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Yuri Vladimirov

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What has become of the Soviet heroic style

It has pretty much vanished. Last year the Bolshoi had to call upon the services of Carlos Acosta to fill the role of Spartacus as there were so few company members with suitable technique and panache around - unthinkable just a few years ago.

For me Vladimirov, along with Mukhamedov, typified what I would describe as 'Soviet navvy style'. too crass at times to be called heroic.

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I was intrigued by Mashinka's use of the term "navvy," which I'd never heard before. I Googled it, and one of the early items on their list was the following, written by a group I assume was called Pere Ubu.:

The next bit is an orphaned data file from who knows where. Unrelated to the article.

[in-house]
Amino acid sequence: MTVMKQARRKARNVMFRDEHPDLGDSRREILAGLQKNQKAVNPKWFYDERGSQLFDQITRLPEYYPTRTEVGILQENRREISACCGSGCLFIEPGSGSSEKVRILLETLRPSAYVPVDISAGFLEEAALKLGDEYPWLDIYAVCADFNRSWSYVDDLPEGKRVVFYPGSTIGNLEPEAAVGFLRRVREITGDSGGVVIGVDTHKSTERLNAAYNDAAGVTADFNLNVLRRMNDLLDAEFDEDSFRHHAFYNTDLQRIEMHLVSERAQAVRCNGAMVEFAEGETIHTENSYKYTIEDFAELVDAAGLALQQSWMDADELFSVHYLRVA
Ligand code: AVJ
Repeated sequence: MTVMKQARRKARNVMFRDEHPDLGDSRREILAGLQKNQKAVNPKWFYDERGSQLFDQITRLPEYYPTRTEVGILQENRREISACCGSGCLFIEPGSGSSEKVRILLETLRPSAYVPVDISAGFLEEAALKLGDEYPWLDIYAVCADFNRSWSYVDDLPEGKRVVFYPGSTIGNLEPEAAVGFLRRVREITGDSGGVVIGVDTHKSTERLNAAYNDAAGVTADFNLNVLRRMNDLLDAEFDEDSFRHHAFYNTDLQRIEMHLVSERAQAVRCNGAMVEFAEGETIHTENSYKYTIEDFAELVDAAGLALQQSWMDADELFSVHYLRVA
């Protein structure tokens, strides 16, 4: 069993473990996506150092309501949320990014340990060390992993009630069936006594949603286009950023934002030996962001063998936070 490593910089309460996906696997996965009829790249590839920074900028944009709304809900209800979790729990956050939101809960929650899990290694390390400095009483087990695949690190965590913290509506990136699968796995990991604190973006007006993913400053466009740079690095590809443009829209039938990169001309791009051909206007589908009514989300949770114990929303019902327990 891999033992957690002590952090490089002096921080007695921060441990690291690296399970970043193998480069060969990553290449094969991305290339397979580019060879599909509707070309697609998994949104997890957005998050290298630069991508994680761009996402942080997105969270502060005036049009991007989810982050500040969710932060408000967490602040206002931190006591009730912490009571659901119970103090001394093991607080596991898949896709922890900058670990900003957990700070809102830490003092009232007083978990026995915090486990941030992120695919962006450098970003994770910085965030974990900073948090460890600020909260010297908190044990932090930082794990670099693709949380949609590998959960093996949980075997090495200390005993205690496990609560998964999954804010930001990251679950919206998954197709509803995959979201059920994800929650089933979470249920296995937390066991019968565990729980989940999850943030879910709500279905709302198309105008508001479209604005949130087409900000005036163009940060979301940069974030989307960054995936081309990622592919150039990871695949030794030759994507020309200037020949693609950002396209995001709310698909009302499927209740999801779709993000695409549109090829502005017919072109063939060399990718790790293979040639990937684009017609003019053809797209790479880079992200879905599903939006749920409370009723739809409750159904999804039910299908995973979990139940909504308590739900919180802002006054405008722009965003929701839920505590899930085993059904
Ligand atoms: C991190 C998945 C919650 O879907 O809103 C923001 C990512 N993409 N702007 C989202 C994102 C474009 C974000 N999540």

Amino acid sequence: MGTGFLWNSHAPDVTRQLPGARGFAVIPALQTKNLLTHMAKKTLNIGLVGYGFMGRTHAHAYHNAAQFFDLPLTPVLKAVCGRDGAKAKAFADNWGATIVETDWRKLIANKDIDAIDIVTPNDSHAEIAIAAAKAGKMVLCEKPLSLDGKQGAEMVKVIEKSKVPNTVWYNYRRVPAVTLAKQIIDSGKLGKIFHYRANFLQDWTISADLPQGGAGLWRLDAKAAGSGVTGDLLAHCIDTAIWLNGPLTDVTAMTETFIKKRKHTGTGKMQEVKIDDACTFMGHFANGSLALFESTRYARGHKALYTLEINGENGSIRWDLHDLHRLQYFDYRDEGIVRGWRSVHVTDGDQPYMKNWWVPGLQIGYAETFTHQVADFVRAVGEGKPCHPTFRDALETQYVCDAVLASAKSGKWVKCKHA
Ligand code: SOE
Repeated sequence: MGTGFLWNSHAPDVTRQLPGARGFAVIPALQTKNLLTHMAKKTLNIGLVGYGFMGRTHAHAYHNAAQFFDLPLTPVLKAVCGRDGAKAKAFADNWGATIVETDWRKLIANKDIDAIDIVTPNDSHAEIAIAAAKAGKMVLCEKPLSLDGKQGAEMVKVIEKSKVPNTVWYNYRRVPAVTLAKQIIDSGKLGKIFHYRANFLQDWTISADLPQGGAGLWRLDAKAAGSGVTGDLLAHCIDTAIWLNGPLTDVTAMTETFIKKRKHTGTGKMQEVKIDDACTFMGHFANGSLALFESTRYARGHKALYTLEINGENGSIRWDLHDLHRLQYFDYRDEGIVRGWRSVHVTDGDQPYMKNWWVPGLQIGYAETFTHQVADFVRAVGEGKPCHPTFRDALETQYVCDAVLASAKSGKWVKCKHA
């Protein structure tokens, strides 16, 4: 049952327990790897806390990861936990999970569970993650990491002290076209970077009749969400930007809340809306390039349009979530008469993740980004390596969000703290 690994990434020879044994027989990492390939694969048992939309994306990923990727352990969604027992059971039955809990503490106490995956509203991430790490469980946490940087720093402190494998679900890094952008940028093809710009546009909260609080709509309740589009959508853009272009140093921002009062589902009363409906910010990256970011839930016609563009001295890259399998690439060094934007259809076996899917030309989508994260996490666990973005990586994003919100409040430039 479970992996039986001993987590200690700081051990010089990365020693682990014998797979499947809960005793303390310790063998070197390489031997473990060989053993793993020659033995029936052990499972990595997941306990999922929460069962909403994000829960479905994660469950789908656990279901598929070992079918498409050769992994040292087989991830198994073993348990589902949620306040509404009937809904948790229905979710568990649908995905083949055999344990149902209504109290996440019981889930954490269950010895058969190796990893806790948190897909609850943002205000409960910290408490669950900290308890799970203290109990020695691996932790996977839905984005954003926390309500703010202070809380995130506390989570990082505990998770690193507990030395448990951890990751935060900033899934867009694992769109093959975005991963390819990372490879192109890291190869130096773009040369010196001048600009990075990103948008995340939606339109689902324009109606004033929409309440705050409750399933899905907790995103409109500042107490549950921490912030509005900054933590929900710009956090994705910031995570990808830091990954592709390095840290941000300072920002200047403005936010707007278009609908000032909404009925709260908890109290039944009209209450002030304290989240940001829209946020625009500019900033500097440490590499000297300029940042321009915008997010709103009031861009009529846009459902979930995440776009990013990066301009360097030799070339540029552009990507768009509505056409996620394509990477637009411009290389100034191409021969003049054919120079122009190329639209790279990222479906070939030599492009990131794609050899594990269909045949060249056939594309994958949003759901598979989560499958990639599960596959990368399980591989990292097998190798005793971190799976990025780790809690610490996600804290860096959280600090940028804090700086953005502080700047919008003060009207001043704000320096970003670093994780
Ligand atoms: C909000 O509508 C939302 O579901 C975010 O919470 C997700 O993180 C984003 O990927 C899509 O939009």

Dub Housing, 1978

Navvy.

I've got these arms & legs that flipflop,

flip flop.

I've got these arms & legs that flipflop,

flip flop.

I've got these arms & legs that flipflop,

flip-flip-flop!

I have desire.

"Freedom!"

I have desire.

"Somewhere to go!"

(Boy, that sounds swell!)

Somehow this seemed appropriate to Vladimirov in Bluebird and the "Vladimirov" tapes, though not relevant to his Spartacus adagio or the piece from Ivan the Terrible, also accessible on YouTube.

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What has become of the Soviet heroic style

It has pretty much vanished. Last year the Bolshoi had to call upon the services of Carlos Acosta to fill the role of Spartacus as there were so few company members with suitable technique and panache around - unthinkable just a few years ago.

For me Vladimirov, along with Mukhamedov, typified what I would describe as 'Soviet navvy style'. too crass at times to be called heroic.